When we take drugs like cocaine, heroin and alcohol, pleasurable neurotransmitters flood our brain. To handle this flood, our nerve cells quickly grow additional receptors, forcing us to take a larger dose in order to experience the same buzz. As we take the increased dose, our nerves grow still more receptors. As the addiction digs in, our nerve cells demand more, and without our fix we may feel severe anxiety, deep depression, nausea and an inability to experience even the simplest pleasure. Once addicted, we must maintain our level of intake just to break even. What started out as an exciting high, ends up as a desperate struggle to stay out of the darkness of withdrawal.
Alcoholism creates special problems, because our culture accepts alcohol, even though it is highly addicting. Like other addicting substances, it kills (driving accidents and overdoses), maims (liver and artery disease, and fetal injuries from drinking during pregnancy), and damages families (abandoned and abused children, abusive relationships). Cigarette smoking at first seems more innocent. Smokers hold responsible jobs, maintain relationships, and raise families. Yet cigarette smoking is a cruel addiction, that progressively reduces the quality of our health and ultimately cuts our life short.
Nature has built into us powerful pleasure centers, expecting us to eat to keep our body alive and have sex to perpetuate our species. These activities trigger so much pleasure we can become over-focused on them, and become addicted to food or sex, leading to self destructive behavior that crowds out other dimensions of our lives.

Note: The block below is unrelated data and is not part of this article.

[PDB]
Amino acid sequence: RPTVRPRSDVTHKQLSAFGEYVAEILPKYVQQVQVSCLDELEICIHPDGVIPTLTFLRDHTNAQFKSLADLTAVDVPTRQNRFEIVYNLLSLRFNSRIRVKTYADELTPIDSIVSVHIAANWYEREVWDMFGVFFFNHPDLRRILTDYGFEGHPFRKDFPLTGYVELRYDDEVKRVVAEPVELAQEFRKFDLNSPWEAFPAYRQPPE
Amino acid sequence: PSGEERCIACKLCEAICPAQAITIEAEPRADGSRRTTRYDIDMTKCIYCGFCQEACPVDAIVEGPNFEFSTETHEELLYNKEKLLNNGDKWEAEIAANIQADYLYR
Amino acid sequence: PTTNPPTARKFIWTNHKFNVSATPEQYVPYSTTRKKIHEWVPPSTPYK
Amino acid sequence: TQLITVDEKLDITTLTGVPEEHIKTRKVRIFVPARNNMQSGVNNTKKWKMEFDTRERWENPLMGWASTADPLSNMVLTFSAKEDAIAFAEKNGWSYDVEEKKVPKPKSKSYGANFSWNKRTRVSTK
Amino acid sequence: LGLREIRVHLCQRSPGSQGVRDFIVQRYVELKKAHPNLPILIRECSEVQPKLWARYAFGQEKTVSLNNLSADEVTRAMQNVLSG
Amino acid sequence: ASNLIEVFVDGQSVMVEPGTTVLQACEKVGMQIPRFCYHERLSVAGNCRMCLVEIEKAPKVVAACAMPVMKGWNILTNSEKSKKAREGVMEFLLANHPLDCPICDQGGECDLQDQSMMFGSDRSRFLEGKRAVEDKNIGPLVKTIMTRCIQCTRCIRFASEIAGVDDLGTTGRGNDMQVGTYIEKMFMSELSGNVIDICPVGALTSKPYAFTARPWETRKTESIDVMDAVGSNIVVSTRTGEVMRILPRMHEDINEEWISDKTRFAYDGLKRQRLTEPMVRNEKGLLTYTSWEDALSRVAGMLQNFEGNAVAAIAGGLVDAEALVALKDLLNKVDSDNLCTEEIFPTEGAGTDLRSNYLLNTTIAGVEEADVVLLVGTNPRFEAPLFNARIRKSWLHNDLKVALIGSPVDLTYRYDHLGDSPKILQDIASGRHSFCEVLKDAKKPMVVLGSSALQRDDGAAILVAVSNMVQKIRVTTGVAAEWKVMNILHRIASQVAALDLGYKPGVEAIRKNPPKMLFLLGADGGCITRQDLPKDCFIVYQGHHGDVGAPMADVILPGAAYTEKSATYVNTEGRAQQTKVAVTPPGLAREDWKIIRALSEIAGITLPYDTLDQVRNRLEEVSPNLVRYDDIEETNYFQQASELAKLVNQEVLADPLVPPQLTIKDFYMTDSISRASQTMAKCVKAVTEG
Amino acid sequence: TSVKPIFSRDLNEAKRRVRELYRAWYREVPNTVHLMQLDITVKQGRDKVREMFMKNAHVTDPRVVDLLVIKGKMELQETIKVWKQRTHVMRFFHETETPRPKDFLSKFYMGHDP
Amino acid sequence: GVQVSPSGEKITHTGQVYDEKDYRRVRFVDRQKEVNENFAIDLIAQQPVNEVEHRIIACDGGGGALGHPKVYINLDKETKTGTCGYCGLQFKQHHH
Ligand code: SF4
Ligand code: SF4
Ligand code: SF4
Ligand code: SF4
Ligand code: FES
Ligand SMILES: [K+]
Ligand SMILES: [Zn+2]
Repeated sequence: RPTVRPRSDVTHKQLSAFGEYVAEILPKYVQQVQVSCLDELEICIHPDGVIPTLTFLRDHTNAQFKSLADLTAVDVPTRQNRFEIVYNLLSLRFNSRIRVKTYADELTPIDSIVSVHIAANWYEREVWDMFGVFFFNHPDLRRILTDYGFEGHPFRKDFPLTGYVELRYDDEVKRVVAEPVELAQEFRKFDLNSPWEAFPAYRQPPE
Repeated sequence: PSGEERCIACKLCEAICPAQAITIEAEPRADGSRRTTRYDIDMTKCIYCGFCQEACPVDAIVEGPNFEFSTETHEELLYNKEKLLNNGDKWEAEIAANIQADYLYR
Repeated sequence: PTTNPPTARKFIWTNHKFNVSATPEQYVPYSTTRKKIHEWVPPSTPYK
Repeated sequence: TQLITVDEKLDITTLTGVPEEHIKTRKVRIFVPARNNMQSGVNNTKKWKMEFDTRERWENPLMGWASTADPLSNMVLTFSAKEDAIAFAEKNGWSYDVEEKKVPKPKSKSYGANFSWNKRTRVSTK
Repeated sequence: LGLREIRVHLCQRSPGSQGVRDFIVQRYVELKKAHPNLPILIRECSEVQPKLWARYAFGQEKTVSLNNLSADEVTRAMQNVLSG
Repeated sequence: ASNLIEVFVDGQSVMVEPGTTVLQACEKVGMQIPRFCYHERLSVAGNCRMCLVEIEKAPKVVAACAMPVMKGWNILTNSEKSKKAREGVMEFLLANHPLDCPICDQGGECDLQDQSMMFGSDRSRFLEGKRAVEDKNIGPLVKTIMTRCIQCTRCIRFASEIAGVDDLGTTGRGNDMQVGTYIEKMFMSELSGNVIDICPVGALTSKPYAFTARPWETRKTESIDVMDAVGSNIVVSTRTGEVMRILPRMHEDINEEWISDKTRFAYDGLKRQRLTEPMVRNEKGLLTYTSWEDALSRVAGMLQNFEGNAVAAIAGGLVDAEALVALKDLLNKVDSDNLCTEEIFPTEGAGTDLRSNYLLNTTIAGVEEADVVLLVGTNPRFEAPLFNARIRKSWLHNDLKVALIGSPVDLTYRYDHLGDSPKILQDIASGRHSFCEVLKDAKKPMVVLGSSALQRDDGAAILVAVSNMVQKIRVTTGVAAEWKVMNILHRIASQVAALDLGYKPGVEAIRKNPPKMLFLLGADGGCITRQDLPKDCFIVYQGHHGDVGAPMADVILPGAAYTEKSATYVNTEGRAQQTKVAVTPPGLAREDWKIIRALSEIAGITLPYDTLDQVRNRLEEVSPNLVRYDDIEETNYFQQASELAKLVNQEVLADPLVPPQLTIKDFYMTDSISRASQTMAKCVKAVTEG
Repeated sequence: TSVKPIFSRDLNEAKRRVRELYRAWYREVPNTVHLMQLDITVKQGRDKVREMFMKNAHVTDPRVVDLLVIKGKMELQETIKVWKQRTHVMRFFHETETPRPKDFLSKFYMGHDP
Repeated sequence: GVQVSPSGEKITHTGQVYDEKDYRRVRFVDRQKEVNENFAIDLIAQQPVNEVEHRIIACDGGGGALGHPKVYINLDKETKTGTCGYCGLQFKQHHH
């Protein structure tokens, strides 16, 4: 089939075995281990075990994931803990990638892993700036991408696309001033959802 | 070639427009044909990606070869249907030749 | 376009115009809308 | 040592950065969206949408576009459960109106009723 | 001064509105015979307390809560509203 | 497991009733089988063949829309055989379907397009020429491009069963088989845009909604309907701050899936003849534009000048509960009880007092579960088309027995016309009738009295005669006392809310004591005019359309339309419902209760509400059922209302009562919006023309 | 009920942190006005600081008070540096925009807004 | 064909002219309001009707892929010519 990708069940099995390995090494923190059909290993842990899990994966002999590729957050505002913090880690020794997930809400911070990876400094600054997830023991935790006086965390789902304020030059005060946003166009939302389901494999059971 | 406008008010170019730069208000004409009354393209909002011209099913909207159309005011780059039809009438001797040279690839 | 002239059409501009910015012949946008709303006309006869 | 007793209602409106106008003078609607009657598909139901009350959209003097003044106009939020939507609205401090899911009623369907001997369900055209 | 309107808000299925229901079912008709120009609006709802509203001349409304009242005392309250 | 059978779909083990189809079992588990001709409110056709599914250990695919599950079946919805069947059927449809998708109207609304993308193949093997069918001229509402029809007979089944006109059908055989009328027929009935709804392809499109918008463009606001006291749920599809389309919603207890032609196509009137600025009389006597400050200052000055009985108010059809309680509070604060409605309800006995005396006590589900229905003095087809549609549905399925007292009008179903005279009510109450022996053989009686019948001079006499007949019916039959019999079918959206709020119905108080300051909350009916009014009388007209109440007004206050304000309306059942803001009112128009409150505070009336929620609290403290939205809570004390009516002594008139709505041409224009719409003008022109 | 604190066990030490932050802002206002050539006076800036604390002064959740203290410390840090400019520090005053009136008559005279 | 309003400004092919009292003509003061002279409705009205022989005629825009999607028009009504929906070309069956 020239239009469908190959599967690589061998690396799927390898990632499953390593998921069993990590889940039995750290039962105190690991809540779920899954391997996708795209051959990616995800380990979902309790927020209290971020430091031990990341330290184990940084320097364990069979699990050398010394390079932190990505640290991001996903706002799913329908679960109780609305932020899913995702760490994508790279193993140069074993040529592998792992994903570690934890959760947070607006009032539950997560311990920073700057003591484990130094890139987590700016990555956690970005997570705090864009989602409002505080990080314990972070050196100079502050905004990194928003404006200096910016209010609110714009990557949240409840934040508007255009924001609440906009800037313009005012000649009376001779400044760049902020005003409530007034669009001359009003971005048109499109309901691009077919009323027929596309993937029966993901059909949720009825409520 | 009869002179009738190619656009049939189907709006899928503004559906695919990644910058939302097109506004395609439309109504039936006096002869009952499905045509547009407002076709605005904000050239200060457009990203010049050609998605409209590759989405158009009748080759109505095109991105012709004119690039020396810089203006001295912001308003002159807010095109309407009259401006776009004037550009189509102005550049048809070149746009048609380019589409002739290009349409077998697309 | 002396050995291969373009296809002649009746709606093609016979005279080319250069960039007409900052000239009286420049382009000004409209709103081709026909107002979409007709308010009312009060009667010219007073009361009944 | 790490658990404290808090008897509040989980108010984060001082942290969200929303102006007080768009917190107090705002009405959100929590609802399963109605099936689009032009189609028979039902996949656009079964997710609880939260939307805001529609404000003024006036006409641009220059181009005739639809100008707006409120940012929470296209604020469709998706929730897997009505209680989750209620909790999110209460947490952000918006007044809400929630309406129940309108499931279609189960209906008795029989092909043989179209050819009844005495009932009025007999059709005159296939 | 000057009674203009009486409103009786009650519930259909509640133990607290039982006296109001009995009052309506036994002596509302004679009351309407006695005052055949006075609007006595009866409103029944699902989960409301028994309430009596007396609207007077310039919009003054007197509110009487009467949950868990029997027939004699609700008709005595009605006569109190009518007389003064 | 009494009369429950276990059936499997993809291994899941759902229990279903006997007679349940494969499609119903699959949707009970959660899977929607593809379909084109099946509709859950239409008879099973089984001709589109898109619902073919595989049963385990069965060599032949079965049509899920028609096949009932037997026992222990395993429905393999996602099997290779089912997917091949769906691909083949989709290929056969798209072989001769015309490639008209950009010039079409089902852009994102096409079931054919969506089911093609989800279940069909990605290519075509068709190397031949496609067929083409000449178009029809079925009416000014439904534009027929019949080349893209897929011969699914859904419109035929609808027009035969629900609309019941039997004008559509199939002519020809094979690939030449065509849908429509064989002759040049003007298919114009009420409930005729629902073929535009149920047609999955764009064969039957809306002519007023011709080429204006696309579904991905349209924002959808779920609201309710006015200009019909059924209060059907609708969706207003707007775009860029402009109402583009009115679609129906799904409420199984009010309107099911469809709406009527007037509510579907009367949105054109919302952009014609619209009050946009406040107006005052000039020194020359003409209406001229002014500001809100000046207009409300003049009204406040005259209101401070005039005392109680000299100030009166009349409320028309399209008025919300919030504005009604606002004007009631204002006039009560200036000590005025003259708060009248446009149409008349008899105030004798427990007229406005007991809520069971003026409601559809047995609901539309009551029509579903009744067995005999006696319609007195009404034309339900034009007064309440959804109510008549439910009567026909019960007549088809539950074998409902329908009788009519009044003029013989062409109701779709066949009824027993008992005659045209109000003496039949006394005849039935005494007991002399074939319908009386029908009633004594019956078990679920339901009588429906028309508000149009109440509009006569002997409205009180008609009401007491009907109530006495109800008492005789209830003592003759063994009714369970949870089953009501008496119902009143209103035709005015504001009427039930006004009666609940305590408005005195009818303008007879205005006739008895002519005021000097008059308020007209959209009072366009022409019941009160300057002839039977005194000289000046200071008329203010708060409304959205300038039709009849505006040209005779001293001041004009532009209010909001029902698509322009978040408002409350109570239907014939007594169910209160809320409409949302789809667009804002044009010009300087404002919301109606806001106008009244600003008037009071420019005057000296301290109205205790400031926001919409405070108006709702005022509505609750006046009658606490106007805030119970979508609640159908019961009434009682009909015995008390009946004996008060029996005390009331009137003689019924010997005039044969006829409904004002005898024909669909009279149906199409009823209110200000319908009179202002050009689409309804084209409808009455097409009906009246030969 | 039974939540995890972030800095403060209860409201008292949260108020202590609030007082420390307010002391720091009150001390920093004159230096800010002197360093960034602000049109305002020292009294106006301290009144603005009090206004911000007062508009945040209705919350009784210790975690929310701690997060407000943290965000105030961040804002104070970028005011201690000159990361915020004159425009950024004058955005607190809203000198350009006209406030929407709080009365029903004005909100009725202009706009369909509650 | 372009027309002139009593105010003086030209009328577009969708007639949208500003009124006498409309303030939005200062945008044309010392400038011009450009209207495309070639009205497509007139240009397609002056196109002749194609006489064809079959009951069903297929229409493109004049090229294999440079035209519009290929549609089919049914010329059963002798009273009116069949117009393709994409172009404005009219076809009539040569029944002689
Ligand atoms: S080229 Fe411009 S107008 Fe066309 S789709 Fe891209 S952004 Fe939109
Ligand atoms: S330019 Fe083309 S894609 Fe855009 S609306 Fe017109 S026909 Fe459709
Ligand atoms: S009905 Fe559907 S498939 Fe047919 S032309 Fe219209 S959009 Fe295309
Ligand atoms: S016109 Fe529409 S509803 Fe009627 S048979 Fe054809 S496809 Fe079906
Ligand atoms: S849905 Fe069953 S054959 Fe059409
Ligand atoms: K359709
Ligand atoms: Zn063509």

Other natural body functions trigger powerful cascades of hormones and sensations. When we become angry or afraid, our body responds with a fight-or-flight response that captivates our attention and sends our mind and body into an ancient pattern. While these responses were valuable for survival in the wild, in modern life we have developed an awkward relationship with our fight-or-flight responses. As we grow up, we may form an addictive relationship to these responses, actively provoking them through rage, thrill and risk seeking and self mutilation.
Breaking addictive patterns
There are so many obstacles to stopping addiction, it’s a wonder anyone succeeds. When stopping, we must put up with enormous anxieties and stresses, the very things that drove us to the addiction in the first place. Somehow we need a second chance, to unlearn old patterns and learn new ones. For many addicts, we are only ready to change after we hit bottom, when we have run out of excuses, and it’s obvious that our old way is not working. By that time so much may have been destroyed. For alcoholics we may have already wrecked our marriage, our children and our body. For cigarette smokers, hitting bottom is often too late.